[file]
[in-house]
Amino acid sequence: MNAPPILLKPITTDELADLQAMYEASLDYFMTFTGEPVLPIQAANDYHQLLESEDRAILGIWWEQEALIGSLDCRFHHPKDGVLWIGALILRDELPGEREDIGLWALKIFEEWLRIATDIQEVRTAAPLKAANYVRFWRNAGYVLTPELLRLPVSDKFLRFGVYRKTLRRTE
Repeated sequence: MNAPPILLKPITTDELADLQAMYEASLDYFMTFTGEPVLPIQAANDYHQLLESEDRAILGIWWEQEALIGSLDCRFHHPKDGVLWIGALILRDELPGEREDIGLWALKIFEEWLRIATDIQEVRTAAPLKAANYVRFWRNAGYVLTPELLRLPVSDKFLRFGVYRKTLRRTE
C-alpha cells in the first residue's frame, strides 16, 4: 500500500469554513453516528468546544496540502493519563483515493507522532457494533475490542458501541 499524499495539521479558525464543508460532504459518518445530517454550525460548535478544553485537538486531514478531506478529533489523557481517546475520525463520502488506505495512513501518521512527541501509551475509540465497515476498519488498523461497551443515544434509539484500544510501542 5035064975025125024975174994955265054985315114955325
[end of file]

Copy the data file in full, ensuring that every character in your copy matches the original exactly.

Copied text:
[in-house]
Amino acid sequence: MNAPPILLKPITTDELADLQAMYEASLDYFMTFTGEPVLPIQAANDYHQLLESEDRAILGIWWEQEALIGSLDCRFHHPKDGVLWIGALILRDELPGEREDIGLWALKIFEEWLRIATDIQEVRTAAPLKAANYVRFWRNAGYVLTPELLRLPVSDKFLRFGVYRKTLRRTE
Repeated sequence: MNAPPILLKPITTDELADLQAMYEASLDYFMTFTGEPVLPIQAANDYHQLLESEDRAILGIWWEQEALIGSLDCRFHHPKDGVLWIGALILRDELPGEREDIGLWALKIFEEWLRIATDIQEVRTAAPLKAANYVRFWRNAGYVLTPELLRLPVSDKFLRFGVYRKTLRRTE
C-alpha cells in the first residue's frame, strides 16, 4: 500500500469554513453516528468546544496540502493519563483515493507522532457494533475490542458501541 499524499495539521479558525464543508460532504459518518445530517454550525460548535478544553485537538486531514478531506478529533489523557481517546475520525463520502488506505495512513501518521512527541501509551475509540465497515476498519488498523461497551443515544434509539484500544510501542 5035064975025125024975174994955265054985315114955325